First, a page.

On June 21, 2018, the U.S. Supreme Court handed down its decision in Lucia v. Securities and Exchange Commission, finding that the SEC’s system of appointing administrative law judges (ALJs) by the SEC staff, rather than by the SEC commissioners themselves, is unconstitutional. The case resolved a split between the U.S. Courts of Appeals for the D.C. and Tenth Circuits and has been closely watched by the securities industry because of the SEC’s controversial practice of bringing enforcement actions as in-house enforcement proceedings before ALJs, rather than in the federal courts.
The case began when the SEC brought an enforcement proceeding against Raymond Lucia, who had marketed a retirement savings strategy he called “Buckets of Money.” The SEC found that Lucia had used misleading slideshow presentations to deceive prospective clients, and after a trial before an ALJ, the ALJ issued a decision imposing civil penalties of $300,000 and barring Lucia from the securities industry for life. The SEC then remanded the case to the same ALJ for further findings of fact, and the ALJ made additional findings of deceptive conduct by Lucia and returned a decision imposing the same sanctions.
On appeal directly to the SEC’s commissioners, Lucia argued that the administrative law judges are “Officers of the United States” under the Appointments Clause of the U.S. Constitution, and that therefore they must be appointed by the President of the United States, the courts of law, or “Heads of Departments” – i.e., the commissioners themselves, rather than the SEC staff. The SEC rejected this argument, finding that the ALJs were not “Officers” but rather “mere employees.” Lucia took his case to the D.C. Circuit, which agreed with the SEC, and split evenly upon en banc review by the full court, again resulting in the denial of Lucia’s claim.
The Supreme Court agreed to hear Lucia’s case, because the result in the D.C. Circuit conflicted with the result in Bandimere v. SEC, a 2016 Tenth Circuit case in which the appeals court had held that the ALJs are, in fact, “Officers” under the Appointments Clause. The Supreme Court found that the question was easily addressed by applying its earlier decision in Freytag v. Commissioner, 501 U. S. 868 (1991), where the Court had resolved the analogous question of whether the “special trial judges” of the United States Tax Court were Officers under the Appointments Clause. Applying Freytag, as well as earlier precedents, the Supreme Court found that the SEC ALJs were “Officers,” because they hold a “continuing office established by law” and they possess “significant authority” – in other words, they possess “significant discretion” when carrying out “important functions.” Because the ALJs were not appointed properly under the Appointments Clause, the decision against Lucia was invalidated, and the case was remanded for a new trial by a properly appointed ALJ.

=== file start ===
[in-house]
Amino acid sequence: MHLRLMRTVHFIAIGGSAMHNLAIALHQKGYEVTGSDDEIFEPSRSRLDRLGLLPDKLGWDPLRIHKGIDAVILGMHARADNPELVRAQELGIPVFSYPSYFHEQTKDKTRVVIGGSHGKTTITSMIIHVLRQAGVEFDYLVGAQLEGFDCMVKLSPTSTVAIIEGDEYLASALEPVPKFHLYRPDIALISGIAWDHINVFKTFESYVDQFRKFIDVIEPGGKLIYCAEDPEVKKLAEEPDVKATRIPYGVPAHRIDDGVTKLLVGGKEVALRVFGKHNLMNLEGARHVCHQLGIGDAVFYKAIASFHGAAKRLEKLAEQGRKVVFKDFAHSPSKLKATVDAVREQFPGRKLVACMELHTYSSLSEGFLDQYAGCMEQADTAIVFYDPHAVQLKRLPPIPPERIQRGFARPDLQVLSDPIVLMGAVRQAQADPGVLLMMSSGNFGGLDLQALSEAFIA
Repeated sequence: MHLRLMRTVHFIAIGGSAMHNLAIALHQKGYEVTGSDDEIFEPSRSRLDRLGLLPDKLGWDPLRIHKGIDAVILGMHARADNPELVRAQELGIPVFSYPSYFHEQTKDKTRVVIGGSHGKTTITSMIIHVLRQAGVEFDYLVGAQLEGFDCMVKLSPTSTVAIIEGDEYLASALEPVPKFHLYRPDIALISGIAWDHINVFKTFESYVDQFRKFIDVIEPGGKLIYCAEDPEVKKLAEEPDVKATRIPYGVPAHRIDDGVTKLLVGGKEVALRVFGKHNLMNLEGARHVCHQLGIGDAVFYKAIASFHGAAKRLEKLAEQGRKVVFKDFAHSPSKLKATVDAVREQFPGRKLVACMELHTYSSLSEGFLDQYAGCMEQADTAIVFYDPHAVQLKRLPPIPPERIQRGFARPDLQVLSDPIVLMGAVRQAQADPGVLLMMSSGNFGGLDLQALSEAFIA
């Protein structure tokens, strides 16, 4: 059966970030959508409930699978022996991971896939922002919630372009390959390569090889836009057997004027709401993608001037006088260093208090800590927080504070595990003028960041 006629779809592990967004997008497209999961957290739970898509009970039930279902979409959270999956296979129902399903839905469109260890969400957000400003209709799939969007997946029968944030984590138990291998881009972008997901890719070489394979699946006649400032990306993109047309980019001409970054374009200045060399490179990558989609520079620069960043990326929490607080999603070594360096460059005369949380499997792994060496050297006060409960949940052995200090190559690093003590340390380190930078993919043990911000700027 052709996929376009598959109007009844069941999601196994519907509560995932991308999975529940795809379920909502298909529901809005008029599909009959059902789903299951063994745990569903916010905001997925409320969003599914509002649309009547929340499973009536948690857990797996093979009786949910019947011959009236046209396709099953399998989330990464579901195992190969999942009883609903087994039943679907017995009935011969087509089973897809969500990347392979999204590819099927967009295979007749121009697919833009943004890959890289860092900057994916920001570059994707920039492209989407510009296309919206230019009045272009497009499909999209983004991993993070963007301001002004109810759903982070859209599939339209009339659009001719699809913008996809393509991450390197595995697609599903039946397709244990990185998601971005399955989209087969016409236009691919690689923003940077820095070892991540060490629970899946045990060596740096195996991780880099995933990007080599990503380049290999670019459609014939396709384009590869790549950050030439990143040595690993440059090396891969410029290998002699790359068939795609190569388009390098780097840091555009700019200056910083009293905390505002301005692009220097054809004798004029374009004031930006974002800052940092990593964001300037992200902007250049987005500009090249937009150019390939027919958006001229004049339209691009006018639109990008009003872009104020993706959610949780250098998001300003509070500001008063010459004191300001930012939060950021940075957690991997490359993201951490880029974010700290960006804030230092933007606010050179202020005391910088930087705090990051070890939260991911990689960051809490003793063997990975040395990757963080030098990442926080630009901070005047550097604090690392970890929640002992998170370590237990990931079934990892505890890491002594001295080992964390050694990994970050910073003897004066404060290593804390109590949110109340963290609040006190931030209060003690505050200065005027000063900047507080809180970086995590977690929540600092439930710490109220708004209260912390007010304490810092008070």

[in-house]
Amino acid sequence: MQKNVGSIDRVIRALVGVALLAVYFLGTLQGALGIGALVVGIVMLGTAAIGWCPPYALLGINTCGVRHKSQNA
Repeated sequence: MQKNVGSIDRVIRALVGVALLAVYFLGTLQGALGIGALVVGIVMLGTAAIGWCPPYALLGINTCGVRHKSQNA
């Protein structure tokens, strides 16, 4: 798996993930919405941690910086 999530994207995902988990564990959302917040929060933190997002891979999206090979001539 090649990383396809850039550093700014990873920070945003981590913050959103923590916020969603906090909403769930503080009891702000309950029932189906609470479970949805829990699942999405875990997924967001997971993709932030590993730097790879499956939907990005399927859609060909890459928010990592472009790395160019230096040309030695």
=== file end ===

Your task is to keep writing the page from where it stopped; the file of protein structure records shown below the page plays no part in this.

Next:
The SEC’s administrative proceedings have become highly controversial in recent years, as many defendants in these proceedings have argued that the process is inherently unfair. In the administrative proceedings, discovery is limited and depositions are generally not permitted to be taken by defense attorneys. There are no juries. Perhaps the most significant criticism is that both the judge and the prosecutor are employees of the SEC, and appeals must be taken directly to the SEC commissioners, and only then to a federal court of appeals.
While the Lucia case represents a win for Mr. Lucia, it rings hollow for virtually everyone else who has been, or will be, subject to the SEC’s administrative proceedings. The SEC not only ratified the staff’s appointment of its five ALJs during the pendency of Lucia’s case, but also will no doubt now take care to appoint all ALJs properly in the future, removing the constitutional infirmity found by the Court.